Solemnity of the Epiphany of the Lord ~ Sunday 2 January 2022 ~ Bible Readings for Mass (Mass during the day). I. Isaiah 60: 1-16; Responsorial: Psalm 72; II: Ephesians 3:2-3a, 5-6; Gospel: Matthew 2:1-12
This first Sunday of the new year, 2022, we celebrate the Solemnity of the Epiphany of the Lord. Our liturgy brings our focus upon the visit of the Magi to Bethlehem to worship the newborn King. In the early centuries of the Church, this feast had precedence over the Nativity. It then grew to become a significant part of the broader celebration of Christmas. As time progressed this great feast also grew in the various traditions with which they are associated.
There is no clear indication as to how many magi or kings there were. The assumption of three kings was affirmed for many with the popular carol “We Three Kings” that carol and the three gifts of gold frankincense and myrrh provide some evidence for the assumption.
Another popular image, courtesy of Christmas cards and sacred art is that the three kings traveled along through the night with only the star for company. Again the reality is likely far different. They very probably traveled by caravan due to their status and the wealth of their gifts. Their journey from ‘the east” to Bethlehem covered from 400 to 700 miles as they crossed the fertile crescent to the City of David. Their pilgrimage would have taken at least three to five weeks even traveling by camel.
When they reached Bethlehem they very likely did not find the Holy Family living still in the stable. The Gospel of Matthew states they came to Mary and the infant upon “entering the house where they were staying”. With other historical contexts linked to the Slaughter of the Innocents, it is likely Jesus was several months to possibly even three years old at their visitation.
But what do all these things matter? They are important as they provide encouragement for our faith from the historical and cultural context of the time. And even more significant the message of the Epiphany teaches and reminds us of our own holy quest to seek our Lord and to allow His Presence and power to be manifest in and through our lives. We are reminded we are called to be a people of the Epiphany, of God, revealed.
Our lives as followers of Jesus are meant to be ongoing quests of Epiphany, of Jesus being revealed, manifested to, and through us. Regardless of our age, status, health, or wealth God calls us to…seek Him who came to seek us.
Our Epiphany Quest is a journey of faith, of a growing maturing…changing faith. The Magi began their journey with the faith and knowledge from where they were in their lives. The stars, astrology were an integral part of the faith and science of the people of the east. And as it was with them so it is with each of us. God comes to us, begins with us where we are in our life. Then as we follow God’s grace will bring us to grow in His Word just as the Magi heard and heeded the Word of God in Jerusalem. God would continue to guide their faith to Christ to their great epiphany. But it was essential for them, and for us to allow our faith to grow, mature even change as we encounter the lessons God brings in our lives.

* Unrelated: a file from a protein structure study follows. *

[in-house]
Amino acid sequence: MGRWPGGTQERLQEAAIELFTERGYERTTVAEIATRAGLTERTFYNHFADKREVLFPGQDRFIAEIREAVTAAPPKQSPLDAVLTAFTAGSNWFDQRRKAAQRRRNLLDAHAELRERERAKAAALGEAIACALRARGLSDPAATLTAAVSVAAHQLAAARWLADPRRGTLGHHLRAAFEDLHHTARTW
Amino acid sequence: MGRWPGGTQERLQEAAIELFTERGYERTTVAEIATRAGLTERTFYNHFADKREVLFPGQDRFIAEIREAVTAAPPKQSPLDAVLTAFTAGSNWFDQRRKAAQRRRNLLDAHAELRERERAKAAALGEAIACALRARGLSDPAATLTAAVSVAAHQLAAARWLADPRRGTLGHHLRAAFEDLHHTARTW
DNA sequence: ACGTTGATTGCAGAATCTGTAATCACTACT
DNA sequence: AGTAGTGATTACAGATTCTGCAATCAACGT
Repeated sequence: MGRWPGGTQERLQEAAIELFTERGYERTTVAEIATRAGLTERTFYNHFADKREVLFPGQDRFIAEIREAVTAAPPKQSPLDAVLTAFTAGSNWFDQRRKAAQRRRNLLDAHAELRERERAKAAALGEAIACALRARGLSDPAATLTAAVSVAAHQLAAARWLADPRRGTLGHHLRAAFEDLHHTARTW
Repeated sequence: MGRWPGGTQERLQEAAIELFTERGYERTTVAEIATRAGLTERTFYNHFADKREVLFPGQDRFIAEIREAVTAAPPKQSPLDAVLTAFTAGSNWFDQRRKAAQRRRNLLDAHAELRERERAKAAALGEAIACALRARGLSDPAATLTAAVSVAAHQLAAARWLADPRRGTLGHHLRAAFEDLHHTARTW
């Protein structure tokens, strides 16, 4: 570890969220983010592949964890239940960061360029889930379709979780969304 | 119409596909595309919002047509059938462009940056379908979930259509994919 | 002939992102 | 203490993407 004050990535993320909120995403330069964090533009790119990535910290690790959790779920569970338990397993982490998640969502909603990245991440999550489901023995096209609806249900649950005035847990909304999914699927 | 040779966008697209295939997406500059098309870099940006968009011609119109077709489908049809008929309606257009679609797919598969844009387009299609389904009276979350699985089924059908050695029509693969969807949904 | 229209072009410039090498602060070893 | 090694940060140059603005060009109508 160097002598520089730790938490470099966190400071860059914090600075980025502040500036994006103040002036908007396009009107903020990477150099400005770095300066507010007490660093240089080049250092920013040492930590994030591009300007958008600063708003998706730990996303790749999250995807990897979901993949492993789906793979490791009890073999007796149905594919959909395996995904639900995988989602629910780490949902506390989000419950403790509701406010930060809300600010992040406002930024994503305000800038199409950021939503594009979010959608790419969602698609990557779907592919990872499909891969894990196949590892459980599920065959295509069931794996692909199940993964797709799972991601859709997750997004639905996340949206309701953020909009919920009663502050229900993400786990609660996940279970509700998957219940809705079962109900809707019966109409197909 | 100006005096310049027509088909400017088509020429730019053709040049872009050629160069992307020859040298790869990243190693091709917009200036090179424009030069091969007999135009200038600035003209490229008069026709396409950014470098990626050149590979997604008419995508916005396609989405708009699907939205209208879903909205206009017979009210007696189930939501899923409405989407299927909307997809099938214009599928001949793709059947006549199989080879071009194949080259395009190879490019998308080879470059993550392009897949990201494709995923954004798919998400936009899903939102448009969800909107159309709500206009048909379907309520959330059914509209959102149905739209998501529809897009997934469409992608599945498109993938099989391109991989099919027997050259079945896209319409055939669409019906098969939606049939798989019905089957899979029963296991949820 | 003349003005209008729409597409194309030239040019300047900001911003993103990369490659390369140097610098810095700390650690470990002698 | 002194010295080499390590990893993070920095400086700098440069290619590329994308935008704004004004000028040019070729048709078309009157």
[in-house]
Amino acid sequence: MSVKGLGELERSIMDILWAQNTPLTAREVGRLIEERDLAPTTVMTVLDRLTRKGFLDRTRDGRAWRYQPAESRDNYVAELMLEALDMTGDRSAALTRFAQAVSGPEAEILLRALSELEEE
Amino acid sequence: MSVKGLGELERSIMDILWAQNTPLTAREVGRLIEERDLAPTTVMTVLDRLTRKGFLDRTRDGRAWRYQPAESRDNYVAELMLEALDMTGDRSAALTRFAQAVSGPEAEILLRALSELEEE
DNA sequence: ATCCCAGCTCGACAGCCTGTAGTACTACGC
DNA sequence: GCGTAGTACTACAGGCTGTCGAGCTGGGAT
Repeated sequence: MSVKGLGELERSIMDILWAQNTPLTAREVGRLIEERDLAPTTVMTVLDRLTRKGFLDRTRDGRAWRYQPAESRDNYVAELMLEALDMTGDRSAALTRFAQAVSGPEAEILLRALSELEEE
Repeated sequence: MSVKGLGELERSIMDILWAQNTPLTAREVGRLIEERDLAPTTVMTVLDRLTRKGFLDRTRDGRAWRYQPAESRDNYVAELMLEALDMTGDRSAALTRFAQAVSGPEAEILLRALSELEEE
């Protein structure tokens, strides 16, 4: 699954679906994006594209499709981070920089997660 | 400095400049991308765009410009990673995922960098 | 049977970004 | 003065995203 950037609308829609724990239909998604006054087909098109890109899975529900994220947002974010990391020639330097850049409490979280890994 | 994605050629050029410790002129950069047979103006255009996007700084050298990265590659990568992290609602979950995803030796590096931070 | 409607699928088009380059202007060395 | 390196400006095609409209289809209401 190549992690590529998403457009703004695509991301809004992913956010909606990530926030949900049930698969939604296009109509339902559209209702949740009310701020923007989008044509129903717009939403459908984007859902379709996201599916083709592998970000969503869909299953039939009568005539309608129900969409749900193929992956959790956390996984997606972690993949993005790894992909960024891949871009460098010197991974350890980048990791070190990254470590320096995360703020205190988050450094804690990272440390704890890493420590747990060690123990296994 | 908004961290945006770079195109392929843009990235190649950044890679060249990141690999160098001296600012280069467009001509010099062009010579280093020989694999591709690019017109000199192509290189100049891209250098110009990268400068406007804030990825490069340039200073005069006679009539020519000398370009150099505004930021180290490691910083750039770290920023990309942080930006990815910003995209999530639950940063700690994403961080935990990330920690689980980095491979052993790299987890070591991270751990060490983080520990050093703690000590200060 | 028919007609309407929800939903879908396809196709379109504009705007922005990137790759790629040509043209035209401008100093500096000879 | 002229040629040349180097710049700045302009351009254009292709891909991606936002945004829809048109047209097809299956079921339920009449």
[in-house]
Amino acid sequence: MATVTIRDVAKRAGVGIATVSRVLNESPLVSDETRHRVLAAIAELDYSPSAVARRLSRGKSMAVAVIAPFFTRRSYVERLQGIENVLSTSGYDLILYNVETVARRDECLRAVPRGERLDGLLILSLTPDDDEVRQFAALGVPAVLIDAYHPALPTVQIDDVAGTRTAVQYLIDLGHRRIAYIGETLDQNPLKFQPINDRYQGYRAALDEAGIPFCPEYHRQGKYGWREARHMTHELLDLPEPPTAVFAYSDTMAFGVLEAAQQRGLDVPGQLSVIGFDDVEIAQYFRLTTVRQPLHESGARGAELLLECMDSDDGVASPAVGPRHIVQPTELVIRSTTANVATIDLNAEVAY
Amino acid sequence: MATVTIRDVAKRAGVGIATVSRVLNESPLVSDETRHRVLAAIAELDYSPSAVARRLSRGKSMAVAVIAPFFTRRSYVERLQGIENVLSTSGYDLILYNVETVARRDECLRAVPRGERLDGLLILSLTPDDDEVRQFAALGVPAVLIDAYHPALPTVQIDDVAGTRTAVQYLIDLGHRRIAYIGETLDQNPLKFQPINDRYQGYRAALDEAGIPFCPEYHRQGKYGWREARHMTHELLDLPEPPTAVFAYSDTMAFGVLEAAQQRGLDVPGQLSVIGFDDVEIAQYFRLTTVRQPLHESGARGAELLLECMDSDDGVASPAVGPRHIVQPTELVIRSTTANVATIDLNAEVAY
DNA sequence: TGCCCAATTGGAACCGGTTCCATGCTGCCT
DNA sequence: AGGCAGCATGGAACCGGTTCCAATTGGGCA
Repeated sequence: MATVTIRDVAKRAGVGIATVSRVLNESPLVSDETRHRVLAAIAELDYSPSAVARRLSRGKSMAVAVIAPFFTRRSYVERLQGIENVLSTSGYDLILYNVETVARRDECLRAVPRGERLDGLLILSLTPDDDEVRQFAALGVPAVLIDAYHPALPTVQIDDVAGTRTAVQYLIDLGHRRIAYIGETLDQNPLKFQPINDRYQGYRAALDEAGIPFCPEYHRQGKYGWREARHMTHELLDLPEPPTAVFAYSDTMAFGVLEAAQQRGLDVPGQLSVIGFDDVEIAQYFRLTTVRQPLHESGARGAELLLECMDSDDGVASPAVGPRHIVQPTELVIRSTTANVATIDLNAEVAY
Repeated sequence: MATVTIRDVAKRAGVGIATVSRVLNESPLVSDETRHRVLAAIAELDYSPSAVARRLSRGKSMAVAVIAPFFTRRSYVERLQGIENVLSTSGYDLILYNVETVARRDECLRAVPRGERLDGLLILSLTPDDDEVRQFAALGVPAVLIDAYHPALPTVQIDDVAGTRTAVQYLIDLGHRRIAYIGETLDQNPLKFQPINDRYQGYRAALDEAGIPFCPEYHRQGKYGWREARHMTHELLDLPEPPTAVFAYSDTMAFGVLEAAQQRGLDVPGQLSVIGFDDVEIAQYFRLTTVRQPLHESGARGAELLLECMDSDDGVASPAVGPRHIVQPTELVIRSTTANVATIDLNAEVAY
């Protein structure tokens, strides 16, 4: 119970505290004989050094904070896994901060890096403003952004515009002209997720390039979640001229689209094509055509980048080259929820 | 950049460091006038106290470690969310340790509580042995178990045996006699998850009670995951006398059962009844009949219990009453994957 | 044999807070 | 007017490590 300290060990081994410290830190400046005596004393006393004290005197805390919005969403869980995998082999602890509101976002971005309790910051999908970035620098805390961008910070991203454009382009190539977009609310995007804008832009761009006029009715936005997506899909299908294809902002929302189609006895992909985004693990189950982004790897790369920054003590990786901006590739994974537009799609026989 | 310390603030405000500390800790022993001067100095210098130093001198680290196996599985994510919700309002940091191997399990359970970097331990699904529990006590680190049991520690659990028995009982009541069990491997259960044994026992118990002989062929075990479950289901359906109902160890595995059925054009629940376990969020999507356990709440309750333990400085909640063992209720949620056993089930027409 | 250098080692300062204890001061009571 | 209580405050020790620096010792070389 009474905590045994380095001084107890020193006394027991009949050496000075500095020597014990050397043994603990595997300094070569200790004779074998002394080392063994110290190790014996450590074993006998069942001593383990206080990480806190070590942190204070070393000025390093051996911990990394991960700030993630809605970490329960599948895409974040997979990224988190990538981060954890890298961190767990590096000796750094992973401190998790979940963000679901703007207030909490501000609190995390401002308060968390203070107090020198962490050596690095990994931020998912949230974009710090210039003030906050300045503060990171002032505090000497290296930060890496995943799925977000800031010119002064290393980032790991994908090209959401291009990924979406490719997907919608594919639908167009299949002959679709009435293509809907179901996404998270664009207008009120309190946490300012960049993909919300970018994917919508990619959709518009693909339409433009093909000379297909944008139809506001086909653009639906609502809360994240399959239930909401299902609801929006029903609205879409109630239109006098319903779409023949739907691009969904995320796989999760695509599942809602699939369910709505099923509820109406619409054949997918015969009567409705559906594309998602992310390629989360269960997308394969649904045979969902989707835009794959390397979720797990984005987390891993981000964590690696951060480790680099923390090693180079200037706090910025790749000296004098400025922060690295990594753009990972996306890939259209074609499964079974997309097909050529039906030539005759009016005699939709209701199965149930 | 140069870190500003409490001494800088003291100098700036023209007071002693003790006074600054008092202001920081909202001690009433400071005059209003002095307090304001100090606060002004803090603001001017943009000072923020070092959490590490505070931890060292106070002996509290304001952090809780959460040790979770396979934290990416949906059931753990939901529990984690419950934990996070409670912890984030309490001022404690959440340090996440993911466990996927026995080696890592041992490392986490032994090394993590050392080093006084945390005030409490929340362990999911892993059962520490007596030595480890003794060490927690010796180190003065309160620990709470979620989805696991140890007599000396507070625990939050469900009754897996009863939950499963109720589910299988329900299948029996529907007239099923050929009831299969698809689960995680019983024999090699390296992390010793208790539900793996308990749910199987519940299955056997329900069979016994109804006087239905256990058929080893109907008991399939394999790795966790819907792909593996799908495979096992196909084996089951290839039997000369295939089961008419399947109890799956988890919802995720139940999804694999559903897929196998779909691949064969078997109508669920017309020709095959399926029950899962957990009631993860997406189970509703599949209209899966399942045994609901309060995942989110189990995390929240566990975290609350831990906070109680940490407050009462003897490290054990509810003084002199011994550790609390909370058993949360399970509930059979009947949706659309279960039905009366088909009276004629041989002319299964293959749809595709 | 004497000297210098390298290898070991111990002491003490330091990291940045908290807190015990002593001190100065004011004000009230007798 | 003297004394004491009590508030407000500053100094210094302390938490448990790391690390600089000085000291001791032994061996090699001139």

The Epiphany Quest is also a path of humility. It is rather unlikely that the Magi, upon setting out on their holy regal quest expected to be led to a borrowed house of a rather poor couple. They were seeking a King. Surely their gifts, their attention, they were worthy of a palace of beauty and power. That is probably why they went to Herod in Jerusalem. How often do we proceed in our lives fully thinking we know where, how to what and whom God is leading us? It is easy in the silly palaces of our minds to seek to discover Jesus according to our expectations, understanding, and hopes. But He whom our heart seeks would smile and say, “No, faithful little seeker. I have someplace far better and more regal than you could ever imagine. It is really simple, it is these two pieces of wood”. As we allow the Holy Spirit to better lead us on our Epiphany quest we learn the freedom and joy of discovering Christ, Emmanuel, in places of holy surprise and love.
These steps of humble faith in our journey are also distinct from worldly endeavors in another essential way. The path to Epiphany brings us to keep our focus heavenward. The shepherds who came to the stable on Christmas night were called on their quest by the angels, in heaven giving glory to God. The Magi come from the deserts of Persia were led to Bethlehem of Judea by a star. We must keep learning that while we walk on this earth, with the rocks and hazards on our path to which we must pay heed we also must keep our hearts focused on the call to God. We are created not just for early or temporal matters of each day. We are created and called by Jesus to belong with Him for eternity. This empowers us to learn that we must heed His eternal, heavenly Word. We must grow to be skilled listeners of God, in Scripture, prayer, eternity, and His creation. We are called to realize that there is an heavenly feast to which we should come to receive the Body and Blood of He who conquered sin and death in His holy incarnation.
Where will our Epiphany Quest bring us this new year? Will our faith grow deeper and stronger? Will it help us change as we encounter Jesus in new and holy places? Or will we be content with the images with which we are comfortable and unbothered? Jesus of Bethlehem seeks to reveal His glory and love more in our lives. Christ calls us on our Epiphany Quest to be a people of growing faith, humble love, and whose hearts are set Heavenward as we draw closer to Him who came for us.
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